Honolulu ranked No. 5 on a “Top 20” list of large, urban areas across the U.S. with the highest share of major roads and highways in poor condition, according to a report released today by TRIP, a national transportation research group based in Washington, D.C.
More than half, or 54 percent, of Honolulu’s major roads and highways are in poor condition, according to TRIP in its report, “Bumpy Roads Ahead: America’s Roughest Rides and Strategies to make our Roads Smoother.” The report examines pavement conditions, vehicle operating costs and transportation funding in mid- and large-sized urban areas across the U.S.
San Francisco-Oakland, Calif., took the top spot in the ranking, with 71 percent of its roads and highways in poor condition, followed by San Jose, Calif., with 64 percent, Los Angeles-Long Beach-Anaheim, Calif., with 57 percent, and Milwaukee, Wisc., with 54 percent. The report defined “large, urban areas,” as ones with populations of 500,000 or greater.
TRIP also ranked Honolulu No. 8 highest in large, urban areas with the highest annual vehicle operating costs as a result of driving on roads in need of repair. The average vehicle operating cost in Honolulu came in at $851.
“Drivers are paying a hefty price for our nation’s crumbling roads and bridges,” said Kathleen Bower, AAA senior vice president of public affairs and international relations, in a news release. “Those traveling daily through urban cities bear the weight of the problem — with many wasting thousands of dollars each year on rising transportation costs due to potholes and wasted fuel. AAA urges Congress and the current administration to prioritize transportation infrastructure improvements to ensure safe, efficient and reliable mobility across the United States.”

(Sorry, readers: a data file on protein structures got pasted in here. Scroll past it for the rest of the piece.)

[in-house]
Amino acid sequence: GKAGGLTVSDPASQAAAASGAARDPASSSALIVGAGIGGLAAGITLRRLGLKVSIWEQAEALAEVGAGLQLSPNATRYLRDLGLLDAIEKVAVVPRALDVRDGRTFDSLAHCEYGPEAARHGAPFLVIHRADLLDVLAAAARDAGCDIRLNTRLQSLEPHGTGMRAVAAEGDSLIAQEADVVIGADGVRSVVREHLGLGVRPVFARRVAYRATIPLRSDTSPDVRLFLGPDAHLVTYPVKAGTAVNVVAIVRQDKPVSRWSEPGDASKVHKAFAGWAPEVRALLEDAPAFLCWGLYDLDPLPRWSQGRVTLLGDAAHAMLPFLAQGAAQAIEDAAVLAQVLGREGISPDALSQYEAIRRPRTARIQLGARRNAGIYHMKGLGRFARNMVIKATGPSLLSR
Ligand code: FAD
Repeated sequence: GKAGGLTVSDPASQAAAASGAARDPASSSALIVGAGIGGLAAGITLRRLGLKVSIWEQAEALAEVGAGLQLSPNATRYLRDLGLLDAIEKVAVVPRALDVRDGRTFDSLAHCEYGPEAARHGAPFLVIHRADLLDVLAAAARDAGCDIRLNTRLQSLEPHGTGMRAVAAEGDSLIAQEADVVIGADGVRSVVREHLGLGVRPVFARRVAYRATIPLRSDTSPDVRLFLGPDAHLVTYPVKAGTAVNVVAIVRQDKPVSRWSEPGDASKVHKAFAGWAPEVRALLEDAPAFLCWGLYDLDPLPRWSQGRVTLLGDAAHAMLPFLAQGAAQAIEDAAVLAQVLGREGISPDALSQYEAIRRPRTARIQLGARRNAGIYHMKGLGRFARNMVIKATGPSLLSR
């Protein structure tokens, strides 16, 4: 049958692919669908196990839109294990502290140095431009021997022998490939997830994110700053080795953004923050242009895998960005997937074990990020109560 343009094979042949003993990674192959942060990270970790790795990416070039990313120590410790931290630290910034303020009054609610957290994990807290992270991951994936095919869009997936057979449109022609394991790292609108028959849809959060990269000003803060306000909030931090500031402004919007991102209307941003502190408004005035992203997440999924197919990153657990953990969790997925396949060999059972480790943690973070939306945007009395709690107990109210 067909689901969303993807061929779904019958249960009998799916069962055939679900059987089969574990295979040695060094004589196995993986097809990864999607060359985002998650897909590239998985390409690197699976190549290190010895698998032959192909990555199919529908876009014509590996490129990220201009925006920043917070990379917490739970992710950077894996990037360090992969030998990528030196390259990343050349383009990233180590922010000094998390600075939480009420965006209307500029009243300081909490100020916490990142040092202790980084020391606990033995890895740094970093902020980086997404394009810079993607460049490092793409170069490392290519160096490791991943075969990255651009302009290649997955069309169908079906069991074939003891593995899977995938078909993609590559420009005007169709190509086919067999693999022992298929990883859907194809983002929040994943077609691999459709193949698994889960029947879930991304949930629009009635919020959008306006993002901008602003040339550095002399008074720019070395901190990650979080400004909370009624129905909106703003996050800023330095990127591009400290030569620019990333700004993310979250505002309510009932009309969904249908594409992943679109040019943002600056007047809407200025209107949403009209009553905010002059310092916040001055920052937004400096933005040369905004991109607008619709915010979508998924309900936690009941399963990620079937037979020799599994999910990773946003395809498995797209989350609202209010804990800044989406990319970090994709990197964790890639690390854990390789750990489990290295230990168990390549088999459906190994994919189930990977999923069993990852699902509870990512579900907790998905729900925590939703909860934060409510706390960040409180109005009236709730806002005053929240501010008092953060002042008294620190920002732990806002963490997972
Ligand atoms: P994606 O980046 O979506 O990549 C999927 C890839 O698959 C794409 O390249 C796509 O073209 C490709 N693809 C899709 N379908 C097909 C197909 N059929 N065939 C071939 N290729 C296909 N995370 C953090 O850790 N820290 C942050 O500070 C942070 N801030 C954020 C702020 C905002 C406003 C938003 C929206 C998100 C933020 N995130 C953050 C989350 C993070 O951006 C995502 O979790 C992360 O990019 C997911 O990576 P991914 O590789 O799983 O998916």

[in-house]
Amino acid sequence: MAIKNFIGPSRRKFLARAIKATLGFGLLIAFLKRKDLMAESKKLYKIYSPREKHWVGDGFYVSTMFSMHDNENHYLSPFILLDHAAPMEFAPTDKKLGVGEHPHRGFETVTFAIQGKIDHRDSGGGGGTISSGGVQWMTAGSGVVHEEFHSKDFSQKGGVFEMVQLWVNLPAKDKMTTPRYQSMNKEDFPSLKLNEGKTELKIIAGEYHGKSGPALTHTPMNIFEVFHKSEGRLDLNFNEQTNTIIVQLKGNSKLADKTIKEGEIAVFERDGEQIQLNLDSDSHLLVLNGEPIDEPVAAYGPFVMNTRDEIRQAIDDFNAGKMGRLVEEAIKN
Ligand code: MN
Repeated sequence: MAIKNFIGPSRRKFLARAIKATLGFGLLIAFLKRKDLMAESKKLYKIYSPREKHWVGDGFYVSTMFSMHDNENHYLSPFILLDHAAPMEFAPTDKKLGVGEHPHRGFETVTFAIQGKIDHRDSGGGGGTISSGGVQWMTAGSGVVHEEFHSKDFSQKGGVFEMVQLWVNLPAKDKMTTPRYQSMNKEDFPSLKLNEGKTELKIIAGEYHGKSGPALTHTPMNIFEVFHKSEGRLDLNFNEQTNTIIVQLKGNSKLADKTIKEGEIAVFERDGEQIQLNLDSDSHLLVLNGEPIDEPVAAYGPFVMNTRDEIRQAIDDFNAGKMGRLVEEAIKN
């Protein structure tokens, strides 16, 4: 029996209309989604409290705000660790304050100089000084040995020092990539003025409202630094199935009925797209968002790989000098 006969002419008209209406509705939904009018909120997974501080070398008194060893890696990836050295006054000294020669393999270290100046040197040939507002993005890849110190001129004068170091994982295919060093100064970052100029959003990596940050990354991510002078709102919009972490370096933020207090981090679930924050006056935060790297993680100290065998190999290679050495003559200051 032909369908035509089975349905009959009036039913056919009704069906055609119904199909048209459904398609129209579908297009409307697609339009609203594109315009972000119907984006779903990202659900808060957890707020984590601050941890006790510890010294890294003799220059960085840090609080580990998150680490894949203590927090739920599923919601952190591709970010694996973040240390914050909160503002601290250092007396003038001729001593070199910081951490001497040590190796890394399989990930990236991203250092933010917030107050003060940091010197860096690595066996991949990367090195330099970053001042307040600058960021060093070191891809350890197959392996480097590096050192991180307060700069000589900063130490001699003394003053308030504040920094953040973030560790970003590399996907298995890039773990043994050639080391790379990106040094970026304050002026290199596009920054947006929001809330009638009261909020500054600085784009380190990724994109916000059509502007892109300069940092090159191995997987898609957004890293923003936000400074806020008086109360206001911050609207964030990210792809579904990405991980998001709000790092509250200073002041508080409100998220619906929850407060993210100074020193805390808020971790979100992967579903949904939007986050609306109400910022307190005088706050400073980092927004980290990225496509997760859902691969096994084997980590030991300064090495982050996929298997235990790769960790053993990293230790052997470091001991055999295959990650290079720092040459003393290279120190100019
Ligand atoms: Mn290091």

Roughly one-third (33 percent) of the nation’s major urban roads – including freeways and other arterial routes – had pavements that were in substandard condition and provided an unacceptably rough ride to motorists, costing the average driver $599 annually, according to TRIP.
TRIP warned that road conditions could deteriorate further as the rate of vehicle travel continues to increase, while local and state governments find themselves unable to adequately fund road repairs. Long-term repair costs increase significantly when road and bridge maintenance is deferred, TRIP warned.
In a summary of strategies for smoother roads, TRIP recommended the use of improved pavement materials and construction practices, even if the initial cost is higher, as well as early preservation treatments. It also found patching potholes with higher grades of material can offset savings of using cheaper materials that result in the need to repatch them over and over in the long run.